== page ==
|Known collectively as "the guys," four of the Bean's toys go for a horseback ride.|
My days as Super-Nini continue. Taking care of two very small children three days a week is challenging and immensely gratifying. I'm able to get down on the floor and immerse myself in miniature worlds that are as real as my full-sized one and I've lost ten pounds running up and down stairs while the girls are asleep, trying to fit in the washing and cleaning and cooking before their tired Mama gets home.
I watch the Bean play the games of a two year old. She postures and talks to herself— no, not merely to herself but to her toys as if they are alive and participating actively in the game. She questions them and answers in their voices; it is not own her voice that answers. Most times she is so intent on her doings that I can go about mine undetected. While her dolls take train rides or go off to pick apples and make pies, I can get the breakfast dishes washed and dried and put away. While she colors pictures and comments aloud on the names of the colors, I can tidy the living room and heat a bottle for the baby whose cries often work their way into the Bean's play. “Baby’s crying,” she’ll murmur, making a small, helpless, crying sound. Then Momma Teddy, a tiny wooden mother doll, will stop what’s she’s doing to hold the crying paper baby in her arms and rock her.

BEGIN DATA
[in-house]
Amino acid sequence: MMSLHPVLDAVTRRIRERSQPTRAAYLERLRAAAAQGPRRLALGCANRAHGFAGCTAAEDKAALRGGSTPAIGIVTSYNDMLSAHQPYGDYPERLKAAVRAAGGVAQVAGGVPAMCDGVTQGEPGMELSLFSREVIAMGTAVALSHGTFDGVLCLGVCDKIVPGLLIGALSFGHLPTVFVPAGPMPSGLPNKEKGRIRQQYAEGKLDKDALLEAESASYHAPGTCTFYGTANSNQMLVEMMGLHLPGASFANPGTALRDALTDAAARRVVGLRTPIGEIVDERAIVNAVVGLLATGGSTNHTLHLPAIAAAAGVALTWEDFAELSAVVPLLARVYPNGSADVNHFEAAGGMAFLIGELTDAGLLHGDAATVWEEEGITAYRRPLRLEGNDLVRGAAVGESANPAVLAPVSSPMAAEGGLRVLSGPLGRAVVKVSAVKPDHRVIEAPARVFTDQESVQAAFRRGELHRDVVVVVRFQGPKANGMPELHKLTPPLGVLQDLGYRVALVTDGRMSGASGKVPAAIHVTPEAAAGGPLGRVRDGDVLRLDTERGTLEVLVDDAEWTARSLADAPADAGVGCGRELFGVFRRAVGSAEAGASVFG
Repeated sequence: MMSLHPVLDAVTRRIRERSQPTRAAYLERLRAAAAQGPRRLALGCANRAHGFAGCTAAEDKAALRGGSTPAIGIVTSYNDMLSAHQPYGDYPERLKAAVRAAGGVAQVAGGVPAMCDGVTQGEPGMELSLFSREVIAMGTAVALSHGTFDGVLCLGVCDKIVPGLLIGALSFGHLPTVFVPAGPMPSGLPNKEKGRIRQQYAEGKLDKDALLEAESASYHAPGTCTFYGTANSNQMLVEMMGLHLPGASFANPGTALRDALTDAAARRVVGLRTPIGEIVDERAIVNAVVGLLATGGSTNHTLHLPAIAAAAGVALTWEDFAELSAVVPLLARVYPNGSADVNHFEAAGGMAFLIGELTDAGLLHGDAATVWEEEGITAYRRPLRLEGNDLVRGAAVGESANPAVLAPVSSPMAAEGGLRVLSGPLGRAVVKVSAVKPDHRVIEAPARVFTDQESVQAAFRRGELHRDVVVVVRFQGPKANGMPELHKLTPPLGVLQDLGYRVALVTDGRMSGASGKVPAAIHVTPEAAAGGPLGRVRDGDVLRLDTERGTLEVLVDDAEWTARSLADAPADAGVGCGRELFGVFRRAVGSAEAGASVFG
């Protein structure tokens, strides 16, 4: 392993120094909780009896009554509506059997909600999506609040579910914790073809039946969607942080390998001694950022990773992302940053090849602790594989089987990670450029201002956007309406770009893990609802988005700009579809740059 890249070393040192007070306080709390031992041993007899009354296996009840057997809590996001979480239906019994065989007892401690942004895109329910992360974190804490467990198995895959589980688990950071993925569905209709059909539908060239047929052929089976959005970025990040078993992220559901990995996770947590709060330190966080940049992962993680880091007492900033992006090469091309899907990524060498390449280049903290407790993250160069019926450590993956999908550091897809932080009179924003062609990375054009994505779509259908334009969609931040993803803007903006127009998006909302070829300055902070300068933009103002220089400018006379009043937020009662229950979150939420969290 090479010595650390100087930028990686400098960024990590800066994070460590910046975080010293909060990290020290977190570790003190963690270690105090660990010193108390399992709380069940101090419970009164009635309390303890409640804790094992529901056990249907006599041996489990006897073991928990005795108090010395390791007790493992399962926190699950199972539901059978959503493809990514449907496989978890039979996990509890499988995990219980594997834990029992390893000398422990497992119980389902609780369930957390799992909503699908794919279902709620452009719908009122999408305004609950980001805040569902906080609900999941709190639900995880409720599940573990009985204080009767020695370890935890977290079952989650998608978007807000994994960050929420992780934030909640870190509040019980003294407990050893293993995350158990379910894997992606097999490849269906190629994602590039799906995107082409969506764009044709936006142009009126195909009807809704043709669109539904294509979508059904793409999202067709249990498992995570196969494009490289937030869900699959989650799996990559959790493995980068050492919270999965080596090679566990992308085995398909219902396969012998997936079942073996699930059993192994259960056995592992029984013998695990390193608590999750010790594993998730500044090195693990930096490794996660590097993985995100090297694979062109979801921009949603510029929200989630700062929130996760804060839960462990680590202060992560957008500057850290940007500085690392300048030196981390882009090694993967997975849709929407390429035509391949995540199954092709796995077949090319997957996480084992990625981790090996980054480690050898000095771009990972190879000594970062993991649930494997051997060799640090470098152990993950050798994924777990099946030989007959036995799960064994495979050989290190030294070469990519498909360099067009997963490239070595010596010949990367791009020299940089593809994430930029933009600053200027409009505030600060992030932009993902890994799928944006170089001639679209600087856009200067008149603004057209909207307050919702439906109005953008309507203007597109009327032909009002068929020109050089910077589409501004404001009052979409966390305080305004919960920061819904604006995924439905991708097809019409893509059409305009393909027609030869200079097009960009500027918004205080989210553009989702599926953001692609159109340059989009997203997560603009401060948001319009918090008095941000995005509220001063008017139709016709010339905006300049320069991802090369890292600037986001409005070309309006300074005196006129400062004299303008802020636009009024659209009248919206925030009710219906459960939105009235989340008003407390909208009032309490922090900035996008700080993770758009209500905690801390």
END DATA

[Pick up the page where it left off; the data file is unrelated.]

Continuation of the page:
Sometimes the Bean looks up quickly from her play, fixing my whereabouts in her mind. I can see the flicker of recognition but there doesn’t seem to be a separation of her real and imaginary worlds and when I am on the floor with her amid the scattered dolls and clay apples and the small playhouse, the miniature cars and train engines and miniscule plates and cups, I follow her into the world of altogetherness, of play that is not play as much as it is just being.